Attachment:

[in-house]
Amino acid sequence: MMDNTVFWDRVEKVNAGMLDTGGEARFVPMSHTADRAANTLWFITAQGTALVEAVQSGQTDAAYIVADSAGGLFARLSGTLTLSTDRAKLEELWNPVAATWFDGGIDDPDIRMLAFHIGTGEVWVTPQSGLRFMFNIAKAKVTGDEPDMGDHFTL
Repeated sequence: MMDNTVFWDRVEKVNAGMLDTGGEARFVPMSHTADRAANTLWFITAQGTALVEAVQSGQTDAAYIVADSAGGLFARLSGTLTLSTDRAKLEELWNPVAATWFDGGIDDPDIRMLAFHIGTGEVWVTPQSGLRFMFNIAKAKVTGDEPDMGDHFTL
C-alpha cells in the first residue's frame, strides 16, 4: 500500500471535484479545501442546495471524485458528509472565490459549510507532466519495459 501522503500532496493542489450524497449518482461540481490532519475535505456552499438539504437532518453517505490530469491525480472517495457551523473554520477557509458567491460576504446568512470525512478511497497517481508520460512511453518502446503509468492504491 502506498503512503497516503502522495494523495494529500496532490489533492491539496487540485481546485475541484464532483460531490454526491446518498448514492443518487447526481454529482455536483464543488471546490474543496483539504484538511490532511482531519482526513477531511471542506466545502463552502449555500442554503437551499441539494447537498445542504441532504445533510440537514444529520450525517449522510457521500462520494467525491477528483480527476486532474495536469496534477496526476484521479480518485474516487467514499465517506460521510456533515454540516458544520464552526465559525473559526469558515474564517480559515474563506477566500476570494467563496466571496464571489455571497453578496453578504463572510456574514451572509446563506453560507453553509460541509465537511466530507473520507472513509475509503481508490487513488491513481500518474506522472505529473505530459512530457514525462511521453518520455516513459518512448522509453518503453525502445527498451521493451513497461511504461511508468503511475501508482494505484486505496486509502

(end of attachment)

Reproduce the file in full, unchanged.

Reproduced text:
[in-house]
Amino acid sequence: MMDNTVFWDRVEKVNAGMLDTGGEARFVPMSHTADRAANTLWFITAQGTALVEAVQSGQTDAAYIVADSAGGLFARLSGTLTLSTDRAKLEELWNPVAATWFDGGIDDPDIRMLAFHIGTGEVWVTPQSGLRFMFNIAKAKVTGDEPDMGDHFTL
Repeated sequence: MMDNTVFWDRVEKVNAGMLDTGGEARFVPMSHTADRAANTLWFITAQGTALVEAVQSGQTDAAYIVADSAGGLFARLSGTLTLSTDRAKLEELWNPVAATWFDGGIDDPDIRMLAFHIGTGEVWVTPQSGLRFMFNIAKAKVTGDEPDMGDHFTL
C-alpha cells in the first residue's frame, strides 16, 4: 500500500471535484479545501442546495471524485458528509472565490459549510507532466519495459 501522503500532496493542489450524497449518482461540481490532519475535505456552499438539504437532518453517505490530469491525480472517495457551523473554520477557509458567491460576504446568512470525512478511497497517481508520460512511453518502446503509468492504491 502506498503512503497516503502522495494523495494529500496532490489533492491539496487540485481546485475541484464532483460531490454526491446518498448514492443518487447526481454529482455536483464543488471546490474543496483539504484538511490532511482531519482526513477531511471542506466545502463552502449555500442554503437551499441539494447537498445542504441532504445533510440537514444529520450525517449522510457521500462520494467525491477528483480527476486532474495536469496534477496526476484521479480518485474516487467514499465517506460521510456533515454540516458544520464552526465559525473559526469558515474564517480559515474563506477566500476570494467563496466571496464571489455571497453578496453578504463572510456574514451572509446563506453560507453553509460541509465537511466530507473520507472513509475509503481508490487513488491513481500518474506522472505529473505530459512530457514525462511521453518520455516513459518512448522509453518503453525502445527498451521493451513497461511504461511508468503511475501508482494505484486505496486509502